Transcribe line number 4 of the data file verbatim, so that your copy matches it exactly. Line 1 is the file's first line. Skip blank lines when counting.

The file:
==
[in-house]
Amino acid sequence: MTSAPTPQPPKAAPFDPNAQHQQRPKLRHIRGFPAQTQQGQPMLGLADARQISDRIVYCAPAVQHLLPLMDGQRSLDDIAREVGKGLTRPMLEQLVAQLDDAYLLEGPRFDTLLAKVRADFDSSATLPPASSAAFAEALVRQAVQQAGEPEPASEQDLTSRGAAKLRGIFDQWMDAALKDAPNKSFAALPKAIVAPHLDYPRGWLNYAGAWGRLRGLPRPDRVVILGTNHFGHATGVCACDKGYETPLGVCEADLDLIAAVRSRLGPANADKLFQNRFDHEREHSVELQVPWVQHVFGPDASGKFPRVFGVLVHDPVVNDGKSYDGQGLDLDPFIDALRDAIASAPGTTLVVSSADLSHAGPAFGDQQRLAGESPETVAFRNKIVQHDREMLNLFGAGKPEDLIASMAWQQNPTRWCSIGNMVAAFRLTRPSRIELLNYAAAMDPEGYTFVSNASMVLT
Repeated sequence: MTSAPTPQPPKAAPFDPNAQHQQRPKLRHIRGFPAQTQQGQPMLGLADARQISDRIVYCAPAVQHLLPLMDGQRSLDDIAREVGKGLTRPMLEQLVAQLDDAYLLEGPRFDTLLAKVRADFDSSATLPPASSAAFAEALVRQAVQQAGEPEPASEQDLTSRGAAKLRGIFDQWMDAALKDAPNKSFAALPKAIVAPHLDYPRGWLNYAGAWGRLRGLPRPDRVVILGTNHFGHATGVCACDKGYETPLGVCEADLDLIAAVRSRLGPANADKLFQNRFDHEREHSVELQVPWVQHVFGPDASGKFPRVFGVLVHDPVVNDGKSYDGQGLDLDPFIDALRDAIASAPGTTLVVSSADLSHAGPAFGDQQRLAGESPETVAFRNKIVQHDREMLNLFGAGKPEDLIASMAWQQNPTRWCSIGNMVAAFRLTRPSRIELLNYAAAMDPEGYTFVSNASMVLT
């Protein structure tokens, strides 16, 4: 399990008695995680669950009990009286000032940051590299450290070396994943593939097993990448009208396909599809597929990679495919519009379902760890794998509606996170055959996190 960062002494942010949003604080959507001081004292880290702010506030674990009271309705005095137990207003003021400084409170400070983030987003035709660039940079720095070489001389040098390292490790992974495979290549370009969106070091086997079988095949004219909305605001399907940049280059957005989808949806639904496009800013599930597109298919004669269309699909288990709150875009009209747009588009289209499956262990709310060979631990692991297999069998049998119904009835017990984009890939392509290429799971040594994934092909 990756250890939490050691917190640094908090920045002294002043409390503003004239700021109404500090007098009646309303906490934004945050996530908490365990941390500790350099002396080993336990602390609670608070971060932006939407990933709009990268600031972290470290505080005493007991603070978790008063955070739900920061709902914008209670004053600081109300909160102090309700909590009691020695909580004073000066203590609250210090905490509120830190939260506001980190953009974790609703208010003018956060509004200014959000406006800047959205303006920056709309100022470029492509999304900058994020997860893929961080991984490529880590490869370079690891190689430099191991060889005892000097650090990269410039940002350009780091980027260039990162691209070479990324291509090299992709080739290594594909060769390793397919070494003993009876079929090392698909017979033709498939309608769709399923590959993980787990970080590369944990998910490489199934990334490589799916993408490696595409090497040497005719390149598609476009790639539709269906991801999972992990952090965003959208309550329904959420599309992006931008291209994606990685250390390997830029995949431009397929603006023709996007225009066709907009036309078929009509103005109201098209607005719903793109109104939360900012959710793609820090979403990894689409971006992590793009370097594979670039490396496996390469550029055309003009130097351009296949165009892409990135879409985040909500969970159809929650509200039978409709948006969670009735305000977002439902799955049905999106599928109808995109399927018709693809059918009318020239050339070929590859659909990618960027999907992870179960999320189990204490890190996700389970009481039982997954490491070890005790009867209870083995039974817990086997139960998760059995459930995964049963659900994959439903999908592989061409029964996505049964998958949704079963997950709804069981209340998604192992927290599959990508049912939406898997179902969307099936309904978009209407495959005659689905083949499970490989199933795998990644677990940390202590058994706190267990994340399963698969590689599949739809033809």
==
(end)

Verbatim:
């Protein structure tokens, strides 16, 4: 399990008695995680669950009990009286000032940051590299450290070396994943593939097993990448009208396909599809597929990679495919519009379902760890794998509606996170055959996190 960062002494942010949003604080959507001081004292880290702010506030674990009271309705005095137990207003003021400084409170400070983030987003035709660039940079720095070489001389040098390292490790992974495979290549370009969106070091086997079988095949004219909305605001399907940049280059957005989808949806639904496009800013599930597109298919004669269309699909288990709150875009009209747009588009289209499956262990709310060979631990692991297999069998049998119904009835017990984009890939392509290429799971040594994934092909 990756250890939490050691917190640094908090920045002294002043409390503003004239700021109404500090007098009646309303906490934004945050996530908490365990941390500790350099002396080993336990602390609670608070971060932006939407990933709009990268600031972290470290505080005493007991603070978790008063955070739900920061709902914008209670004053600081109300909160102090309700909590009691020695909580004073000066203590609250210090905490509120830190939260506001980190953009974790609703208010003018956060509004200014959000406006800047959205303006920056709309100022470029492509999304900058994020997860893929961080991984490529880590490869370079690891190689430099191991060889005892000097650090990269410039940002350009780091980027260039990162691209070479990324291509090299992709080739290594594909060769390793397919070494003993009876079929090392698909017979033709498939309608769709399923590959993980787990970080590369944990998910490489199934990334490589799916993408490696595409090497040497005719390149598609476009790639539709269906991801999972992990952090965003959208309550329904959420599309992006931008291209994606990685250390390997830029995949431009397929603006023709996007225009066709907009036309078929009509103005109201098209607005719903793109109104939360900012959710793609820090979403990894689409971006992590793009370097594979670039490396496996390469550029055309003009130097351009296949165009892409990135879409985040909500969970159809929650509200039978409709948006969670009735305000977002439902799955049905999106599928109808995109399927018709693809059918009318020239050339070929590859659909990618960027999907992870179960999320189990204490890190996700389970009481039982997954490491070890005790009867209870083995039974817990086997139960998760059995459930995964049963659900994959439903999908592989061409029964996505049964998958949704079963997950709804069981209340998604192992927290599959990508049912939406898997179902969307099936309904978009209407495959005659689905083949499970490989199933795998990644677990940390202590058994706190267990994340399963698969590689599949739809033809």